By The Observer
Trends need not be fickle engines of pure consumerism. We have them in ethical living, too you know. 2015 is all about self-reliance. More dynamic than the downshifting trend (work fewer hours, move to the countryside, keep bees), self-reliance is about actively claiming ownership of our lives and wresting supply chains from global corporations. So from food to finance, watch out for local organisations which offer alternative ways of doing things and systems that are not reliant on the whims of big business or local government.
By Capita Connection
Julia Dreblow of ‘sriServices’ offers an overview of some of 2014’s SRI highlights, and their implications for advisers… Good Money Week Fresh in my mind as I write this is UKSIF’s awareness raising campaign ‘Good Money Week’ – formerly ‘National Ethical Investment Week’. The campaign enjoyed phenomenal support this year as the ‘sustainable and responsible investment’ market leaped into action with events organised by IFAs, service providers, fund manager and others.
By Money Market
Investing in values, not just to make money, but to create a better society and protect the environment. This was the main objective of the seventh edition of the Good Money Week, organized by The UK Sustainable Investment and Finance Association (UKSIF) between 19 and 25 of October.
By Newtownabbey Times
Last month saw the rebranding of National Ethical Investment Week to Good Money Week. The aim is to raise awareness of sustainable, responsible and ethical (SRI) investing. The aim of SRI investing is to allow you to have a positive impact on the environment and society through your investments without sacrificing performance. SRI investments are most commonly share-based and there are around 100 core investment funds to choose from.
By Your Money
October was another busy month in the markets with Apple, Tesco and Alibaba at the forefront of investors’ minds. For the second month in a row, Apple was the most bought and sold international stock by TD investors, benefitting from the huge consumer media exposure around their recent product launches and exceptional Q4 financial results.
By The Ecumenical Council for Corporate Responsibility (ECCR)
To mark its 25th anniversary, the Ecumenical Council for Corporate Responsibility (ECCR), the church investor advocacy coalition has released a report ‘Using Ethical Investment to Close the Gap’, a radical call to action for the investor community to use their ownership responsibilities to address ever increasing levels of wealth inequality in the UK.
By Standard Life Investments
Good Money Week, provides an opportunity for both retail and institutional investors to consider green, responsible investment and finance options in their decision making. The interest in investment options that consider softer social and environmental factors of corporate behaviour has grown considerably over the past decade. Companies can no longer work in isolation. What they do, how they behave and the products they manufacture all have an impact on the communities and the wider environment in which they operate.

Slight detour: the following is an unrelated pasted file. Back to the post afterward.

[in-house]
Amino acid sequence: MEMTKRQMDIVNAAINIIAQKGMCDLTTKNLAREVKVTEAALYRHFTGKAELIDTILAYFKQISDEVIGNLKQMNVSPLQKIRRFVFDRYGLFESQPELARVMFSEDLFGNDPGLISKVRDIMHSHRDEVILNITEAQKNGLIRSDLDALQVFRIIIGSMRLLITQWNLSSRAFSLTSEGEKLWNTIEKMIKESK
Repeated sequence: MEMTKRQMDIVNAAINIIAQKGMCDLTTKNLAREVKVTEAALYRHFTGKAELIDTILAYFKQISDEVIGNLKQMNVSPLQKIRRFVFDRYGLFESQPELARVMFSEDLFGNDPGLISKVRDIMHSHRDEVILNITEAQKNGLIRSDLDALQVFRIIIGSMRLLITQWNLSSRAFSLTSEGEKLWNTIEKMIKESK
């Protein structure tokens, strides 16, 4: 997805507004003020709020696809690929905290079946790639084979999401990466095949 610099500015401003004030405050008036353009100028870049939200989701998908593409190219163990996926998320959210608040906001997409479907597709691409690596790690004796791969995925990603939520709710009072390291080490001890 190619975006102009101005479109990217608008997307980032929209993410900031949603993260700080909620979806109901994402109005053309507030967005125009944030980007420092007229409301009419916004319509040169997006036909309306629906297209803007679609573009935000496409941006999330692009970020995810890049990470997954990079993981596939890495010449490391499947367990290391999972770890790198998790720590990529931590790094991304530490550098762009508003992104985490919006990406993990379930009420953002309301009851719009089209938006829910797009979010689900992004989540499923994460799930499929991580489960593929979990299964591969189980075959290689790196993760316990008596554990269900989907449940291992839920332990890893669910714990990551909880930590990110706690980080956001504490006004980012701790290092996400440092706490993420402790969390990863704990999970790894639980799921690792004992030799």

By Citywire Money
Investors in the UK are keen to make their voices heard with 70% willing to voice their opinions on unethical company activity such as tax evasion, intensive farming and animal testing, according to The Share Centre. However, 79% of those people said they don’t know how to raise an objection to company policies or understand their rights as a shareholder.
By Co-operative News
Co-operative News, a media organisation for the co-operative sector, has launched a new online hub to provide readers with news, analysis and ideas about ethical finance in co-operative and mutual organisations. The hub has been launched in association with the Ecology Building Society, a unique green and ethical finance provider. Visit the hub at http://www.thenews.coop/collection/ethical-finance/.
By Money Marketing
To mark Good Money Week on 19-25 October, advisers could discuss charitable giving with their clients and consider donor-advised funds as part of the usual financial planning process. DAFs are popular in the US but are relatively new in the UK. They are essentially savings accounts that enable people to give money or other assets such as shares to their chosen charities without the high entry levels, expense and administrative burden of setting up their own charitable foundations.